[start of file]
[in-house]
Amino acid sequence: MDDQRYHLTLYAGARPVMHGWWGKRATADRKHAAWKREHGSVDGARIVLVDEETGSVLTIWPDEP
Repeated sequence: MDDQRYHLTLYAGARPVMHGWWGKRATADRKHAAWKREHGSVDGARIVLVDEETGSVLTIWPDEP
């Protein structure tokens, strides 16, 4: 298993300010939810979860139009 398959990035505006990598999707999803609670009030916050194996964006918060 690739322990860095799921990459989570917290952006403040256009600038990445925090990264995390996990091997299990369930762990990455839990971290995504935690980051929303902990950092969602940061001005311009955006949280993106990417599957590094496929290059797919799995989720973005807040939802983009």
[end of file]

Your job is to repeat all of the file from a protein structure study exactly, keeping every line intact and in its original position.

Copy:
[in-house]
Amino acid sequence: MDDQRYHLTLYAGARPVMHGWWGKRATADRKHAAWKREHGSVDGARIVLVDEETGSVLTIWPDEP
Repeated sequence: MDDQRYHLTLYAGARPVMHGWWGKRATADRKHAAWKREHGSVDGARIVLVDEETGSVLTIWPDEP
């Protein structure tokens, strides 16, 4: 298993300010939810979860139009 398959990035505006990598999707999803609670009030916050194996964006918060 690739322990860095799921990459989570917290952006403040256009600038990445925090990264995390996990091997299990369930762990990455839990971290995504935690980051929303902990950092969602940061001005311009955006949280993106990417599957590094496929290059797919799995989720973005807040939802983009």